Up from Mississippi, now working out of Asheville, N.C., Grits & Soul is the duo of Anne Kline and John Looney. Though she plays guitar, Kline here appears only as a singer, although to say “only” in any context about her singing is a mistake. She can sing, no doubt about it. Growling, slurring, soaring, swooping, note-bending, word-bending, and a strong vibrato, they’re all part of her power-packed technique. Looney, on the other hand, sings a lead or two, but is primarily an instrumentalist, playing mandolin and guitar. “Blue Friday” and the instrumental “Carolina Fox Chase” give him a chance to stretch out a bit and show off his chops. Filling out the band are a group of solid pickers, the most recognizable being fiddler Nicky Sanders and banjoist Kyle Tuttle.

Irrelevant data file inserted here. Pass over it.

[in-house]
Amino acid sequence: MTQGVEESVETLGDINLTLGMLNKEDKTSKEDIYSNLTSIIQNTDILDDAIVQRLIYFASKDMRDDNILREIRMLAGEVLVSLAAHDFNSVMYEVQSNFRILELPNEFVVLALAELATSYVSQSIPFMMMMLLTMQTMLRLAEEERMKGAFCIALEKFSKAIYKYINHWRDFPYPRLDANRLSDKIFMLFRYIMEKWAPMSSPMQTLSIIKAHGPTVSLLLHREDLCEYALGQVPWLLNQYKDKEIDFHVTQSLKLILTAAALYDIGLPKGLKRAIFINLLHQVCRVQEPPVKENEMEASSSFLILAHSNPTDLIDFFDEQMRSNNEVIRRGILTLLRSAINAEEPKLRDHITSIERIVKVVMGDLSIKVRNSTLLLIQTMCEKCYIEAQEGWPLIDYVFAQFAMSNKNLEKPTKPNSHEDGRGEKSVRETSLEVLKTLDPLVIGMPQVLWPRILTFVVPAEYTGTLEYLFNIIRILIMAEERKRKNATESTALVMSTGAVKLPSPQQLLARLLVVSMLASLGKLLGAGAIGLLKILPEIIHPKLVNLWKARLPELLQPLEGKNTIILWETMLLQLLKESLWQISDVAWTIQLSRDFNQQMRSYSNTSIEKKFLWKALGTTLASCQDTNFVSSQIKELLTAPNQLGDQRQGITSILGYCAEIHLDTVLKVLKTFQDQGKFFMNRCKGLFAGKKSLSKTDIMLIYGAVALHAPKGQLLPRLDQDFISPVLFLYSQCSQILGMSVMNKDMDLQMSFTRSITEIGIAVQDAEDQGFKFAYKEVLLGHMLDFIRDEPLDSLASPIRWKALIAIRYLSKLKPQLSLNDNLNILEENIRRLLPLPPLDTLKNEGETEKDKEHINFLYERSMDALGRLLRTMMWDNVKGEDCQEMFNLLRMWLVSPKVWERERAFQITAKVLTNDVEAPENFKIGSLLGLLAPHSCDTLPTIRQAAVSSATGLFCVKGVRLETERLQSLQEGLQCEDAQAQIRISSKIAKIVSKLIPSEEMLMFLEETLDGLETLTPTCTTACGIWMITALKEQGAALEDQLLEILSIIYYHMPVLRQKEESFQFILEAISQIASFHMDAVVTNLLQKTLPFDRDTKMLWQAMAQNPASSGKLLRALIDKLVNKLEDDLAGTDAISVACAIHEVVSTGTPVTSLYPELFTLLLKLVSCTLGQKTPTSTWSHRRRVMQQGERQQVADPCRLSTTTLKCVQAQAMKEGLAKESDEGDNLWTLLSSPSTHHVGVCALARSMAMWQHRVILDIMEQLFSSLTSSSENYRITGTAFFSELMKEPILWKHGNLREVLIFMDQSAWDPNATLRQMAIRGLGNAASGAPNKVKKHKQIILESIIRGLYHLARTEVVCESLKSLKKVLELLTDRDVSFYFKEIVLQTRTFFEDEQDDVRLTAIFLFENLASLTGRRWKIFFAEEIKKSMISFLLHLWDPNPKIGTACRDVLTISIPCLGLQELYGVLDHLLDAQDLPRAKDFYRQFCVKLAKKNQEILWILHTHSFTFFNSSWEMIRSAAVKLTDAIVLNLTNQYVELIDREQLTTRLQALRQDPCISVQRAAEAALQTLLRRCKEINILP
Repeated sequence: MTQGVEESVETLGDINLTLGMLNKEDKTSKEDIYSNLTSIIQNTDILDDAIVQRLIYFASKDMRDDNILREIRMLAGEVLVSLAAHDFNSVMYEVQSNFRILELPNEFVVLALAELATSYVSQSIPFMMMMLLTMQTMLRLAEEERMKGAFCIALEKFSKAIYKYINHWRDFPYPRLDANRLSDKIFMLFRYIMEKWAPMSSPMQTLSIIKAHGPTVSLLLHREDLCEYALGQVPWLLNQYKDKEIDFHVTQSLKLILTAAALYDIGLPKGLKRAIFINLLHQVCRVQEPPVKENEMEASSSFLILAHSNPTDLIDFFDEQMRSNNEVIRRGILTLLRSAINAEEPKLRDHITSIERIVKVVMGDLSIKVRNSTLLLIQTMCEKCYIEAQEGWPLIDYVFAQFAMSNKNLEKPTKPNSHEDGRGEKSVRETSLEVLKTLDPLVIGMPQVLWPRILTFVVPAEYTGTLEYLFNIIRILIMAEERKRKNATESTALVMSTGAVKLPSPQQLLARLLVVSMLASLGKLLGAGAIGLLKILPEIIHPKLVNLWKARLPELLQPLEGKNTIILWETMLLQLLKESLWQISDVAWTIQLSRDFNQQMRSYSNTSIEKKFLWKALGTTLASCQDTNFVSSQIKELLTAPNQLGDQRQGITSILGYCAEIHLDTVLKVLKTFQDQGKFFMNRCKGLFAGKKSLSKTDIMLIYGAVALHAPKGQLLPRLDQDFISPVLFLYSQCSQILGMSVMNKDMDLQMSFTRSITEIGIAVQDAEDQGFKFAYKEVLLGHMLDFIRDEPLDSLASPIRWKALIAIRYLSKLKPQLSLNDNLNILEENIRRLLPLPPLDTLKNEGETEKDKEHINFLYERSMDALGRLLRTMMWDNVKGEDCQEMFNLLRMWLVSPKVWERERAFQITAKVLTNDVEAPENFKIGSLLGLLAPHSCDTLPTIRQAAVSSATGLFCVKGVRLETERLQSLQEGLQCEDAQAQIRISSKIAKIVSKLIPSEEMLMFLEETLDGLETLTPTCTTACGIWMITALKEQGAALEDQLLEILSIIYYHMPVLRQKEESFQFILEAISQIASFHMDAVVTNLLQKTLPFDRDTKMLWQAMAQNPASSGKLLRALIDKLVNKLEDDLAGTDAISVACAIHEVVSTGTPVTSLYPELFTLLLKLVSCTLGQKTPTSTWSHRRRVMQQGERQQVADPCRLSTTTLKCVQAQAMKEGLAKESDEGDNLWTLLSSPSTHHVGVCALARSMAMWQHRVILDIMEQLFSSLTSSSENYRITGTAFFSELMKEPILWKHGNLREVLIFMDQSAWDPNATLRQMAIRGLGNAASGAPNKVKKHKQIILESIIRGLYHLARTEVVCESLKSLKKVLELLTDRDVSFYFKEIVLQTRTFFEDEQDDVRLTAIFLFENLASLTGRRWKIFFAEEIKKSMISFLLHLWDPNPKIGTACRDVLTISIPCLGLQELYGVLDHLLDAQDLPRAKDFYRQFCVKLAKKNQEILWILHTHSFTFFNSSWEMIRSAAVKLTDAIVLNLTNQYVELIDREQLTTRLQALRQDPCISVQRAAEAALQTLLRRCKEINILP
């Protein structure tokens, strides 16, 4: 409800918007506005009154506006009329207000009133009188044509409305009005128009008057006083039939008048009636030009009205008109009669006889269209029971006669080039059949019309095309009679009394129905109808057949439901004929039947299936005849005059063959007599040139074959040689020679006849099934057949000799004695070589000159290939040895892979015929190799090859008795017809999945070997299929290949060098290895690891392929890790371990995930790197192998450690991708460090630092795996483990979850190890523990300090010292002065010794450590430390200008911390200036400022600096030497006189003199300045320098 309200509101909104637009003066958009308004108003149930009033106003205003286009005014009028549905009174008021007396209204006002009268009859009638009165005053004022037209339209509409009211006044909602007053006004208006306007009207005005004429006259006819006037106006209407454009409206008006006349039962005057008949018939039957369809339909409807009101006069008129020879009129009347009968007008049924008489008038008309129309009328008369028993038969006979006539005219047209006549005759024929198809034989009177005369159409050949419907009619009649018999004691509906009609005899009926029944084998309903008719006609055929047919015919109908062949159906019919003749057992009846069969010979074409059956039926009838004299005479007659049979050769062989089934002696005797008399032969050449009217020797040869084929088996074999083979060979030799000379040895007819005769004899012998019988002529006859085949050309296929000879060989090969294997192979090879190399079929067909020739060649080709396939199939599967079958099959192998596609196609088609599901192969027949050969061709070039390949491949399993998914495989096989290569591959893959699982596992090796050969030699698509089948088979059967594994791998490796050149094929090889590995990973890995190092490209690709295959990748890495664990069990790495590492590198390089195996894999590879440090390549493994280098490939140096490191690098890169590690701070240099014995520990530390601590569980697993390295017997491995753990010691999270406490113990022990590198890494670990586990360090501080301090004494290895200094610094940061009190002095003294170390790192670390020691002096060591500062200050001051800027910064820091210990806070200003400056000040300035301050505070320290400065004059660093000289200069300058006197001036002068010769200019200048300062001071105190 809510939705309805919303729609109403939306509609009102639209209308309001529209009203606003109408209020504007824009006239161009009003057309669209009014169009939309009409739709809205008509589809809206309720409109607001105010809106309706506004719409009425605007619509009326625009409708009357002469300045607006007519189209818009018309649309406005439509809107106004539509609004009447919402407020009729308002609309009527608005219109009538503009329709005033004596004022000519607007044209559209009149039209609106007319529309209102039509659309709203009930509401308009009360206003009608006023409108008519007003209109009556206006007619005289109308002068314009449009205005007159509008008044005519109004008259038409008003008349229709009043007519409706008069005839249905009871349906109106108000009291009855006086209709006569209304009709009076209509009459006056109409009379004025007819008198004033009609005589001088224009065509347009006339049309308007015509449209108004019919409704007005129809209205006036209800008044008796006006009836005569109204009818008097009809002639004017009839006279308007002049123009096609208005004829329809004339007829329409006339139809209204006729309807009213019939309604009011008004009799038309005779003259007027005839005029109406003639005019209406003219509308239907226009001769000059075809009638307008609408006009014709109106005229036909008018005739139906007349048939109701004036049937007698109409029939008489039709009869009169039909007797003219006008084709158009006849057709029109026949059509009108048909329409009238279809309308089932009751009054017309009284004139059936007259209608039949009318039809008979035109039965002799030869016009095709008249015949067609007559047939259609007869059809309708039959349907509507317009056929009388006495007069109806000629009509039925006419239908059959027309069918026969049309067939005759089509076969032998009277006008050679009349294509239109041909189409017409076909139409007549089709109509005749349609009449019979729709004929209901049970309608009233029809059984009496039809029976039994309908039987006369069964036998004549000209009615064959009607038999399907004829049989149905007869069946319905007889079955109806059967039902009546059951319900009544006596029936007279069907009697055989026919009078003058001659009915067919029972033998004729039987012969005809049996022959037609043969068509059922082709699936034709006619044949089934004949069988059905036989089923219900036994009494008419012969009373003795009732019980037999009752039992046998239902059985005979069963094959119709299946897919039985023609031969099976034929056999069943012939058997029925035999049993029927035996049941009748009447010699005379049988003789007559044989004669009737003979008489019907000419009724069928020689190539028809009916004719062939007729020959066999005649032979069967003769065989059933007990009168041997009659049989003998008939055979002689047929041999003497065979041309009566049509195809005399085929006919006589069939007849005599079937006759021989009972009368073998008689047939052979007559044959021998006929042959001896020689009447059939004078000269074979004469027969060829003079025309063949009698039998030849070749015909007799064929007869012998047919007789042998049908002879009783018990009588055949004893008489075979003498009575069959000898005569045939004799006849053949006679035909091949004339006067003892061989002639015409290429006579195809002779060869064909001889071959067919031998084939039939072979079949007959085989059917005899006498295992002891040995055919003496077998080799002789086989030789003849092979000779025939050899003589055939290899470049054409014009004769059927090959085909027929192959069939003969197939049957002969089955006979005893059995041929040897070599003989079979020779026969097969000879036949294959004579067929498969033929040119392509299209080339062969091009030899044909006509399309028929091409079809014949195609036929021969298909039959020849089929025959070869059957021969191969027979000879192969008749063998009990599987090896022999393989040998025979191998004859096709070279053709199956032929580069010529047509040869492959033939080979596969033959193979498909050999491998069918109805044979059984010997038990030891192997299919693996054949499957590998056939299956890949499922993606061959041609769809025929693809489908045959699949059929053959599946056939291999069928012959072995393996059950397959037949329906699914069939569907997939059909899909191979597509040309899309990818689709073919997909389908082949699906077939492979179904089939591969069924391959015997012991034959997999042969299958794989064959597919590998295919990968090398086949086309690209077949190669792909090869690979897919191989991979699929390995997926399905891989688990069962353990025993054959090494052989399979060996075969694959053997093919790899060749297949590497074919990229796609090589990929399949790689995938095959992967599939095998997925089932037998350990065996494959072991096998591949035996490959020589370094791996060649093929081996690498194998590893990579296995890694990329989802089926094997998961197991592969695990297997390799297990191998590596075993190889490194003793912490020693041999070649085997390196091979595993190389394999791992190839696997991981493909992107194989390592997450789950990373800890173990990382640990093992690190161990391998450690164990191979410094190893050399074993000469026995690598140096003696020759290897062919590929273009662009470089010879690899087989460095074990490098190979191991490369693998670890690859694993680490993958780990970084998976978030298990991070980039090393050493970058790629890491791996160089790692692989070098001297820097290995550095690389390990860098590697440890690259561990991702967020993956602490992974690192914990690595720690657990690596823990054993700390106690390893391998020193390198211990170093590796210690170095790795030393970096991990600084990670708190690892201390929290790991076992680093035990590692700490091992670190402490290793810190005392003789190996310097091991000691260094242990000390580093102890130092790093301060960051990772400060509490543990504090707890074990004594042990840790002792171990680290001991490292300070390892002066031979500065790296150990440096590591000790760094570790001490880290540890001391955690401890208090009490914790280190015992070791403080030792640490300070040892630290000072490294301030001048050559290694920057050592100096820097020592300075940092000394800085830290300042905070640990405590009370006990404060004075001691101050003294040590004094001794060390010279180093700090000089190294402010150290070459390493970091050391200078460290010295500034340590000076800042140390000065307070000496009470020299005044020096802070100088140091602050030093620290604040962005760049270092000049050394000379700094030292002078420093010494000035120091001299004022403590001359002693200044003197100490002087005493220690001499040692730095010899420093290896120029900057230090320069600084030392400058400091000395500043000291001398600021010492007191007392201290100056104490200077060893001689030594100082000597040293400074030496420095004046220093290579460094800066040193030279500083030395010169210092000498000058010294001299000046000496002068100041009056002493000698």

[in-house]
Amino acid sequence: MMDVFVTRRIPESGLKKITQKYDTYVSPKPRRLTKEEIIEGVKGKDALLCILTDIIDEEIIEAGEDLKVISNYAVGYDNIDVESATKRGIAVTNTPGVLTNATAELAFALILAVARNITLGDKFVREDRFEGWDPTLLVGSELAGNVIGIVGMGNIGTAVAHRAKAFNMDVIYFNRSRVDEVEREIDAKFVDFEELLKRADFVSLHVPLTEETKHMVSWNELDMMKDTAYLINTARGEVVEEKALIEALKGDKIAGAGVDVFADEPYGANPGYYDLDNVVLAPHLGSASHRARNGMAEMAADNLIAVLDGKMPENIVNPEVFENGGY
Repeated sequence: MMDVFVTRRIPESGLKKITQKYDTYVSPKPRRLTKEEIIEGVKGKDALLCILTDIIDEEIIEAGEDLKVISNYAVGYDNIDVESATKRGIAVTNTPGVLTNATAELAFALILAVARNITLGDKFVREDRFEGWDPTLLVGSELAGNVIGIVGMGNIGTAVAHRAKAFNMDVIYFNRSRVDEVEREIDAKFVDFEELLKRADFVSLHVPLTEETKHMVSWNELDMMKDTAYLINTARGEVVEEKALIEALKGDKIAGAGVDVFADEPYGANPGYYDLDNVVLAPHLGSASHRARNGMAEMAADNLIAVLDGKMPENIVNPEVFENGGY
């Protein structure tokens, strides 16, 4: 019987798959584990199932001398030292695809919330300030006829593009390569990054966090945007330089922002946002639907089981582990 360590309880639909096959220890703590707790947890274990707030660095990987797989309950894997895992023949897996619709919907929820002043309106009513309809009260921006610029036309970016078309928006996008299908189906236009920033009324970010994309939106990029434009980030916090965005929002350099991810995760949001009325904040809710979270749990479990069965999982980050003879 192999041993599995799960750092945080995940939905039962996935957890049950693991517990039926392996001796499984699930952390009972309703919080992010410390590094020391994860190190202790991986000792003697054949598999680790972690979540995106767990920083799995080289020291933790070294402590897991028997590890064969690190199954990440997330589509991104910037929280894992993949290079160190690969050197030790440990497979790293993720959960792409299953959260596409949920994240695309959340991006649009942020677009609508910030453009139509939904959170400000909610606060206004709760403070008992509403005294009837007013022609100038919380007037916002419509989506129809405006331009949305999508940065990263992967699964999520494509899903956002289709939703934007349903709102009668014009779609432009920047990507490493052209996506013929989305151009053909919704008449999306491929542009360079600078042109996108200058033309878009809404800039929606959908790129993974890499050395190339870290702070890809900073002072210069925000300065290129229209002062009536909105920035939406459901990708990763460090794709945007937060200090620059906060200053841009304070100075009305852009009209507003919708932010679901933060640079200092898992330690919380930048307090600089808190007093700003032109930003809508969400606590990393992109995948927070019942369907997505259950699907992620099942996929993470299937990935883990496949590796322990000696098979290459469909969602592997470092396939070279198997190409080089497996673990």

This 11-song (all originals) CD is their debut and a very good one at that. Bluegrass tunes such as “Lights On The Mountain,” which has a decidedly ’70s-style about it, and “Blue Friday,” with it’s wailing, energetic tale of getting in and out of a questionable romance, stand beside fine honky-tonk tunes such as “Listen Here, Darlin’” and “Just Say The Word” and the heavily blues and gospel-influenced sound of the title tune and the vocals-only trio of “Carry Me Away.”
At the outset is “Marretta Jeane,” a tune who’s percolating, slightly old-time rhythm and Carter Family-tinged lilt mask a sordid tale of murder and love. Sordid or not, it’s hard not to be drawn in by the excellent tune, the tale, and the performance. So too is the slow, 3/4 country saga of an illicit romance and its resulting “Guilty Conscience.” Again, the tune, the tale, and the performance are intriguing and enveloping. But then, you could say the same thing about much of this debut recording. (Grits & Soul, 64 Elkmont Dr., Asheville, NC 28804, www.gritsandsoul.com.)BW